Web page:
Salesforce is an incredible platform for both developers and end users. In the past, however, there has been a need to address issues to do with source control and continuous delivery. In its attempts to provide a solution and ensure developers work faster, the company introduced Salesforce DX.
What does it entail?
DX is an acronym for Developer Experience. Salesforce DX came into the picture with the chief aim of enhancing the process that admins and developers undergo to deliver amazing apps. By integrating several features, Salesforce DX attempts to address several concerns. Some of the outstanding features in the Developer Experience include:
Continuous delivery and integration
Many companies admit that continuous delivery is the ultimate way to deliver quality software. Because automatic integration and testing are carried out automatically, there are reduced chances of discovering errors very late in the release process. The shortened period between introduction and identification of a bug makes it very simple to find and subsequently fix a bug. With this, developers will now worry less about time spent on manual testing.
In essence, Salesforce DX aims at making continuous integration and delivery a reality to Salesforce developers. With enhanced abilities of Scratch Orgs, testing of codes while developing just got easier.
New command line interface
Instead of the old school tools, DX introduces a new CLI for developers. This CLI gives provision for programmatic spinning of the environment, retrieval, and deployment of source code and execution of Apex unit tests. Even more, the advanced tool leverages the renowned HerokuToolbelt. For the Salesforce developer community, no other news could be greater than this. It is a serious sign of respect for the development team.
It is possible to launch Scratch Orgs using CLI or API. Notably, the Scratch Orgs can be initialized through JOSAN-based configuration format. Developers will find it easier using source control and faster trying out deployments.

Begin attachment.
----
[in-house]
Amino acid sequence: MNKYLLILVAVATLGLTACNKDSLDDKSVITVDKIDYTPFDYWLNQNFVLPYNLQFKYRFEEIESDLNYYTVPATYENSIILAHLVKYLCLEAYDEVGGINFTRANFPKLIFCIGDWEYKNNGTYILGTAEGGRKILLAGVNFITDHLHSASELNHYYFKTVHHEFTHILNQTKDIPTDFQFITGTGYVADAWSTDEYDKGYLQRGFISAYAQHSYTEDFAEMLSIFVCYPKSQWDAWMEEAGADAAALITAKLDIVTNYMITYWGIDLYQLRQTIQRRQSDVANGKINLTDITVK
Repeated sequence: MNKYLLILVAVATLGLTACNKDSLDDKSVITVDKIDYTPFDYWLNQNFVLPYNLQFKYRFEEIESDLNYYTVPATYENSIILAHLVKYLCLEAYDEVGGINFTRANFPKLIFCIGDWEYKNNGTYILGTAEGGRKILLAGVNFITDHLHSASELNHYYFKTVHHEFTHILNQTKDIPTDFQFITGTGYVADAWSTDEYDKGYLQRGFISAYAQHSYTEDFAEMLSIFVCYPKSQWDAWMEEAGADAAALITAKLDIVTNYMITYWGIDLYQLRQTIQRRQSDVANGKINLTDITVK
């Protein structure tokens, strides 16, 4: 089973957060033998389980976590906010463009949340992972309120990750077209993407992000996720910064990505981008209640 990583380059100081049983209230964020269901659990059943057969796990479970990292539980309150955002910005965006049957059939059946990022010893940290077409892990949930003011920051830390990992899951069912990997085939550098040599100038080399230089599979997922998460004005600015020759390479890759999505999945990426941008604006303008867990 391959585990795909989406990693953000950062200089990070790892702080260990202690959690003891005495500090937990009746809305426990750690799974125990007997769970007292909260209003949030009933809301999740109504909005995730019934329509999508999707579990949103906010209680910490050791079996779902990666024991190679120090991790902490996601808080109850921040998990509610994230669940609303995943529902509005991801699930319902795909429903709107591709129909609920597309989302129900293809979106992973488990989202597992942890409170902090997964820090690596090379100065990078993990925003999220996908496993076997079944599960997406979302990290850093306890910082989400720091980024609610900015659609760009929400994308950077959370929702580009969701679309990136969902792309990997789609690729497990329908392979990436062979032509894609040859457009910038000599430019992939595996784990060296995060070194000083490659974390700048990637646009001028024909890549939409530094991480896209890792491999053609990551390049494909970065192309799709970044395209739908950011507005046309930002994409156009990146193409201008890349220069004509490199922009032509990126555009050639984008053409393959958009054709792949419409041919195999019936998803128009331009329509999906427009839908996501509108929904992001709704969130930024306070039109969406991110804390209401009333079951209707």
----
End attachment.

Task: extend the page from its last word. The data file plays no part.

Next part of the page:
To be honest, Salesforce DX embraces an open attitude as far as tooling is concerned. DX takes advantage of various tools such as:
- Git in source control
- Selenium in testing
Even more, IDE vendors now have multiple tools they can integrate into the editors. Salesforce DX makes available much of what has been restricted as open source. With such provisions, we can expect to see a stronger and livelier ecosystem in future.
The coming of Salesforce DX is great news for developers. It ushers many into a world of convenience and efficiency. Even more, the move has reassured everyone that Salesforce is greatly concerned about their developer experience. Ideally, the company’s leadership has provided a roadmap that will definitely take this platform to the next level. Every user, whether admin or developer, who takes advantage of this integration has reason to smile in future. The major concepts behind Scratch Orgs can only make developer experience easier and nicer as time goes. Finally, Salesforce seems to be moving in the right direction as far as providing better tooling for developers is concerned.
Lucy Jones is a solutions architect at a New York based technology company. She also does consultations with other firms. Lucy has written several posts on CRM such as Salesforce. You can find some of his write-ups at Flosum.com. Feel free to follow her on Twitter as well.